The great thing about the Christmas season is, for me, that it’s the time of year I break out my DVD of A Christmas Story. The tale of Ralphie and his desperation to get his Red Ryder BB gun reminds me of my own youth. It was a birthday for me, but I wanted a BB gun so bad…and I got a Red Ryder.
That was well before the movie, mind you. It was the first time I’d even heard of the venerable line of air rifles. Alas, mine lacked the compass in the stock, but oh well. It was still the makings of an awesome childhood.
That’s also a childhood UK seeks to deny people, apparently.
Just as many American children are hoping that Santa Claus leaves them a BB or pellet gun under the Christmas tree, the Government of the United Kingdom is moving forward with plans to deliver a lump of coal to British subjects. According to a press release from the UK’s Home Office, the government has contacted stakeholders as part of a review into the air gun laws in England and Wales.
Making clear that their intent to further restrict air gun ownership in those regions, the review asked stakeholders for their views on:
- the storage and safe-keeping of air weapons, including possible requirements for increased security e.g. trigger locks or locked cabinets
- whether further measures are needed on manufacturing standards to prevent accidental discharge of air weapons or to prevent modification of air weapons post-sale in order to increase their power; and
- evidence from Scotland and Northern Ireland, where air weapons are subject to a licensing regime
In England and Wales, most air long-guns that produce less than 12 ft/lbs of muzzle energy are not considered firearms and ownership is largely unrestricted. Long-guns that produce greater than 12 ft/lbs of muzzle energy are classed as “air rifles,” are considered firearms, and require a certificate. Air pistols that produce greater than 6 ft/lbs of muzzle energy are prohibited. UK law also prohibits “any air rifle, air gun or air pistol which uses, or is designed or adapted for use with, a self-contained gas cartridge system.”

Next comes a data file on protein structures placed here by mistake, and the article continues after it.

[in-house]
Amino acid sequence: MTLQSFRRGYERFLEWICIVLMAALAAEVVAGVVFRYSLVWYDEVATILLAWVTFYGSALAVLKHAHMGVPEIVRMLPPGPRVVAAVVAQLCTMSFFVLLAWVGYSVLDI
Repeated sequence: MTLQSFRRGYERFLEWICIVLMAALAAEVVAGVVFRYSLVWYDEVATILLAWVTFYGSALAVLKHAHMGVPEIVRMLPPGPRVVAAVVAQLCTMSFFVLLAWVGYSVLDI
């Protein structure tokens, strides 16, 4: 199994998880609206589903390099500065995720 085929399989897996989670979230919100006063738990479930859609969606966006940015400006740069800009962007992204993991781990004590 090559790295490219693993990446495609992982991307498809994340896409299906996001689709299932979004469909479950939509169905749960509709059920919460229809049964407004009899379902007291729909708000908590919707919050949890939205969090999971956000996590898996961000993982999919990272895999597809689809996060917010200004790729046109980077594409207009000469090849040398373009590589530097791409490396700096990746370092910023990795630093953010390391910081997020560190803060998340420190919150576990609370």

We’re well aware of the tight control the UK keeps on guns, but apparently, air guns have rules that absolutely none of us would tolerate if applied to real firearms.
Under the act, which went into effect at the beginning of 2017, current and prospective air gun owners are required to obtain an air weapon certificate. Applicants must fill out an intrusive form that includes personal medical questions. The application also requires prospective certificate holders to state a “good reason” for owning the gun, detail their storage arrangements, and provide a reference. The application carries a fee of £72.00, or about $96. Even current firearms and shotgun certificate holders are required to obtain an air weapon certificate before they obtain an air gun. The Scottish government’s propaganda materials warn non-compliers that they “may be subject to a fine or, in some cases, imprisonment of up to two years.”
That sounds exactly like some of the stuff anti-gun zealots want to impose on us for actual firearms, rather than freaking air guns.
But this is also a crystal ball. This is our future if the gun grabbers get their way. They won’t stop when they’ve collected the last firearm. No, they’ll then look at our crossbows, archery equipment, and yes, our air guns. They won’t stop until any means of resisting, even remotely, are obliterated. Of course, they’ve already effectively done that. But apparently, not sufficiently enough for them.
I’m sure the UK is a much safer place, though. Right? Well, maybe not.